Case Study

In renovating the Eames IMAX Theater, NBBJ brought the latest in IMAX infrastructure and digital technology to Seattle, creating a premier presentation auditorium that respects the significance of the historic site and its original architects.

The Pacific Science Center theater, originally designed by Charles and Ray Eames for the 1962 World’s Fair, had aged badly. In addition to normal wear and tear, the character-defining feature of the space, the Eames’ 360° “Cyclorama” screen, made for poor acoustics due to its shape. Yet a tight budget and newly-awarded landmark status made significant interventions unfeasible.

Accordingly, the design team adopted a “light touch” philosophy to guide the renovation. All changes took place within the landmarked concrete shell, including dramatic new lighting, upgraded finishes, and the installation of an elegant, fabric-covered baffle system that renders the wall acoustically invisible. Before the renovation, it was difficult to carry a conversation in the space; now, one can hear a pin drop.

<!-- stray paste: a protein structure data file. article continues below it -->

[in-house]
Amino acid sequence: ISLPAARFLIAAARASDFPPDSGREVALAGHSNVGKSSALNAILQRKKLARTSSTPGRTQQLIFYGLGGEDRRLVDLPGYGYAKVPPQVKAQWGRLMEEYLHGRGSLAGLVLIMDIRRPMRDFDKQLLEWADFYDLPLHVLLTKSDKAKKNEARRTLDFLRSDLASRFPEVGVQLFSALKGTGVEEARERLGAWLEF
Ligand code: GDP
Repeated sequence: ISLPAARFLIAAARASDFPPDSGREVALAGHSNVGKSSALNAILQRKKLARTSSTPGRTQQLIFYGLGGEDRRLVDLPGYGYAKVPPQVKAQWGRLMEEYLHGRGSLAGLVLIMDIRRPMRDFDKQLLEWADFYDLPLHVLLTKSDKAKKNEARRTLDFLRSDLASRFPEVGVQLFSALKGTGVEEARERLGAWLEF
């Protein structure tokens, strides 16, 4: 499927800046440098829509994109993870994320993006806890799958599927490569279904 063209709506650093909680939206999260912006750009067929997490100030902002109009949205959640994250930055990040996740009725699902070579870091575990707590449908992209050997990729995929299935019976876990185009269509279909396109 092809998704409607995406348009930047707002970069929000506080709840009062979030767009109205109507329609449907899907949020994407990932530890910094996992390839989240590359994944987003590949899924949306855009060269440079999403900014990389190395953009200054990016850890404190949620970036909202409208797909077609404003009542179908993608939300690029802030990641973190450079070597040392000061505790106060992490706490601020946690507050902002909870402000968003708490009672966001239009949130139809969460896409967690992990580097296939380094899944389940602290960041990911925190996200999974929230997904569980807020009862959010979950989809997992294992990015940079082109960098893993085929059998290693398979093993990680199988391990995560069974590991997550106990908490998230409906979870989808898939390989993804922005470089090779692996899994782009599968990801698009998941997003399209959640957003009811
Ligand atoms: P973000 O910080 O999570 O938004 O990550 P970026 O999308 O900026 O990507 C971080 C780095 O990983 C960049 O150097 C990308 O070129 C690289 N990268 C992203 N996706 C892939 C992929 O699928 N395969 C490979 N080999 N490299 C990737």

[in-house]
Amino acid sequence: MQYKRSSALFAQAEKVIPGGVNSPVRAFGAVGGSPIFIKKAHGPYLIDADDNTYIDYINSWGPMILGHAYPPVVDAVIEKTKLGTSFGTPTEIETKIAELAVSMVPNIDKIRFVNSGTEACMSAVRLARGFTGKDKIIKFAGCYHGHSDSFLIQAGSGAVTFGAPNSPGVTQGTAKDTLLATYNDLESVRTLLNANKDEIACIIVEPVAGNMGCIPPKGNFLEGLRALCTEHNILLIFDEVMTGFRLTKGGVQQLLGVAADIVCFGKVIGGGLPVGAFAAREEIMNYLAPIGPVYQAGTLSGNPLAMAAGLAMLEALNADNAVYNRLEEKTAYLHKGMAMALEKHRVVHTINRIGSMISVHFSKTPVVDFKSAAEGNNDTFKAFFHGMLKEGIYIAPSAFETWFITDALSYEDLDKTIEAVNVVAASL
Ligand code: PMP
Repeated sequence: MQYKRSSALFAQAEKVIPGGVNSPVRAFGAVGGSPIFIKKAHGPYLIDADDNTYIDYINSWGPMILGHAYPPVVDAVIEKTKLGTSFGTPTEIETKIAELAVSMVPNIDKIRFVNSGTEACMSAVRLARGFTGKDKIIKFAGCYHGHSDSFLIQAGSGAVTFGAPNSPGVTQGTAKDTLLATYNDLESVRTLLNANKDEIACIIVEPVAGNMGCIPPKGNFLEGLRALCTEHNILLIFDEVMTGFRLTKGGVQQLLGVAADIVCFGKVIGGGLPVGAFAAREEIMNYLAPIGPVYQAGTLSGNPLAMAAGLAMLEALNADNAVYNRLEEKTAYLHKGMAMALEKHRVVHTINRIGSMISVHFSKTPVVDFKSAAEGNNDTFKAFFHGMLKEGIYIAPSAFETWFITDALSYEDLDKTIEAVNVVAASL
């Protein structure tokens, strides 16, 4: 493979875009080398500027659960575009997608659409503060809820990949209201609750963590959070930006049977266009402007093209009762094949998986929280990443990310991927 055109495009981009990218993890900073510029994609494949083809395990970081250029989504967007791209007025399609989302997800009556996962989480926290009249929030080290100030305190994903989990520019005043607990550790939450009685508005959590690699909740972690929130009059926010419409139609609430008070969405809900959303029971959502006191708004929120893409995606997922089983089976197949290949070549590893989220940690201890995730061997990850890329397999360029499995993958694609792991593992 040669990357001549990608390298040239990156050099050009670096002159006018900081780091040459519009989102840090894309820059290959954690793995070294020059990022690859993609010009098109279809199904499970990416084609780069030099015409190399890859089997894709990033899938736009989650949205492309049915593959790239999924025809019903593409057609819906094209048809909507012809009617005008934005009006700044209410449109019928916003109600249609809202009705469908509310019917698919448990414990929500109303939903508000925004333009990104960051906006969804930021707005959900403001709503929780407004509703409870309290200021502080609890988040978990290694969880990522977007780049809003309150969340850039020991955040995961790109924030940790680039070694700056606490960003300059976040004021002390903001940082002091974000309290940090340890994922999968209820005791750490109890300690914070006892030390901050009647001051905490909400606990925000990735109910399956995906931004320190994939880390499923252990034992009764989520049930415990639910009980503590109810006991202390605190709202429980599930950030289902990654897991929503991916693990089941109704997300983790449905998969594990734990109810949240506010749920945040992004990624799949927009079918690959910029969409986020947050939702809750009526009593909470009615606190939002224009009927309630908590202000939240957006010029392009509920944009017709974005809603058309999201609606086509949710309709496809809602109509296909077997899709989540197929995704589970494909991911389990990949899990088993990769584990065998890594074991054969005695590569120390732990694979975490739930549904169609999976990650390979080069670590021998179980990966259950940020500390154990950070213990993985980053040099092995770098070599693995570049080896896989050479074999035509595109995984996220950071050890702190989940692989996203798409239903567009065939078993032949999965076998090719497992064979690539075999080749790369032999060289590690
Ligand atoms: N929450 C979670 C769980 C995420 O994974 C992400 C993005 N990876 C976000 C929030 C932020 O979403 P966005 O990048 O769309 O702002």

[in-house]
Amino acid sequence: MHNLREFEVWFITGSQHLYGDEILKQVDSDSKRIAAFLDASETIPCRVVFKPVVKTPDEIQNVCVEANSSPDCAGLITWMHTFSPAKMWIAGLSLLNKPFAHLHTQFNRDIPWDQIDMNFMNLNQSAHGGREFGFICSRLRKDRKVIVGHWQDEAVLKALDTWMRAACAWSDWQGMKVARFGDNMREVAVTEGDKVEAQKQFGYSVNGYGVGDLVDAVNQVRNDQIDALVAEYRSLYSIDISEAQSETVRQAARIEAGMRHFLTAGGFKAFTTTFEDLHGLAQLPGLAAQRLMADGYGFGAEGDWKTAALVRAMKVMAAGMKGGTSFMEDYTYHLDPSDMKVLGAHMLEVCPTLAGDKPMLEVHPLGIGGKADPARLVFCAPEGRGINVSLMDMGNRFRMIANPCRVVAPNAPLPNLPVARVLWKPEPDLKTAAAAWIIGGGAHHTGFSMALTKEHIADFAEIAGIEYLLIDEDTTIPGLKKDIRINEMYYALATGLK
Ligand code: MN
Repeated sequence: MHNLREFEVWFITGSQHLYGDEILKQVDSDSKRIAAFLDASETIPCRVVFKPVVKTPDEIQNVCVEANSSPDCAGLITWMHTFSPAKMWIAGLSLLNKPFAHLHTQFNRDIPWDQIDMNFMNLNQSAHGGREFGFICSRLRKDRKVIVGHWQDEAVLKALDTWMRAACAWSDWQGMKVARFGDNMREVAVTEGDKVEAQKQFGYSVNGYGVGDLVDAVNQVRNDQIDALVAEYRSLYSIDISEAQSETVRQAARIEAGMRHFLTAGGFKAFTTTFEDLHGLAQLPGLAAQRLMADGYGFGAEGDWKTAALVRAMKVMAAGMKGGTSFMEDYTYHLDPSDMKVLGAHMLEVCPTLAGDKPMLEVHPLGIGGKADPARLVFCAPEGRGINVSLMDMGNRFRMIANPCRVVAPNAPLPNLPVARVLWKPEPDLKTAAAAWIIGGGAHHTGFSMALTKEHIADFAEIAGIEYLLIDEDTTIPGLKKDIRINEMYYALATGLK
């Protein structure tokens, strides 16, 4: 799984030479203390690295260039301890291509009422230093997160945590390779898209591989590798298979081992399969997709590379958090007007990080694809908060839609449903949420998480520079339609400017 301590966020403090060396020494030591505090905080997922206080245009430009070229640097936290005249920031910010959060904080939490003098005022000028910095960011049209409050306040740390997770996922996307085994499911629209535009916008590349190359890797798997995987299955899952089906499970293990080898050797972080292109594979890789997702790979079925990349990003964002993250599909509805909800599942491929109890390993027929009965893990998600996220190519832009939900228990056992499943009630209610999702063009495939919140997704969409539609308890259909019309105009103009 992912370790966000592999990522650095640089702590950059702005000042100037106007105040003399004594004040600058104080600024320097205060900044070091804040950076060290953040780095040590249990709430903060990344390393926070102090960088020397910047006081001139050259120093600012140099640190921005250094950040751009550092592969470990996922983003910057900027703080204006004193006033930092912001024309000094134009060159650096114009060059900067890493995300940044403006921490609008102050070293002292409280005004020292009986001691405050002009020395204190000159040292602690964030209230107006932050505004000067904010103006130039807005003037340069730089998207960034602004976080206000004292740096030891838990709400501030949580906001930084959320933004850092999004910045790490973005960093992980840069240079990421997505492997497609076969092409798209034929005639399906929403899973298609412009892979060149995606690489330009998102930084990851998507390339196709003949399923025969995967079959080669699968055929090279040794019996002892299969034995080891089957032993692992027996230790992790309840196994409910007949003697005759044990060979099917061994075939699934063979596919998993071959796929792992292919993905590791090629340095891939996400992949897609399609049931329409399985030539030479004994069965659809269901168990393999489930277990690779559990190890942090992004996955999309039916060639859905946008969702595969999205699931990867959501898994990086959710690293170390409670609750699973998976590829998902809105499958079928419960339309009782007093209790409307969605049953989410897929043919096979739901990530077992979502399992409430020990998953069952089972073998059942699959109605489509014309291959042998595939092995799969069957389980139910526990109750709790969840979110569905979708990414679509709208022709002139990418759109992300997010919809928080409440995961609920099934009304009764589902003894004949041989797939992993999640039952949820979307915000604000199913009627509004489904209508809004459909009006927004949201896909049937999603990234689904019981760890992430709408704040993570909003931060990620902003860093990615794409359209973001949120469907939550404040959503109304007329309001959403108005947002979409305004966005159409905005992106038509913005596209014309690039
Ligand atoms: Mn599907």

Projector Transport Unit

The terms of the IMAX upgrade required the theater to install a state-of-the-art 3D digital projection system, but this threatened to render four decades of classic 2D IMAX films unusable. In response, the NBBJ team designed the first-ever Projector Transport Unit, which can project 2D analog and 3D digital films from the same booth: with the push of a button, a single operator can reposition equipment weighing as much as a car to a precision within 1/10,000 of an inch. This system was so successful that IMAX is seeking to adopt it in other theaters with large libraries of legacy films.

“ This theater strengthens our capacity to be a place that showcases science in multiple ways, inviting people of all ages and stages of life to feed their intellectual curiosity about how our world — and universe — works. ”

Bryce Seidl CEO and President, Pacific Science Center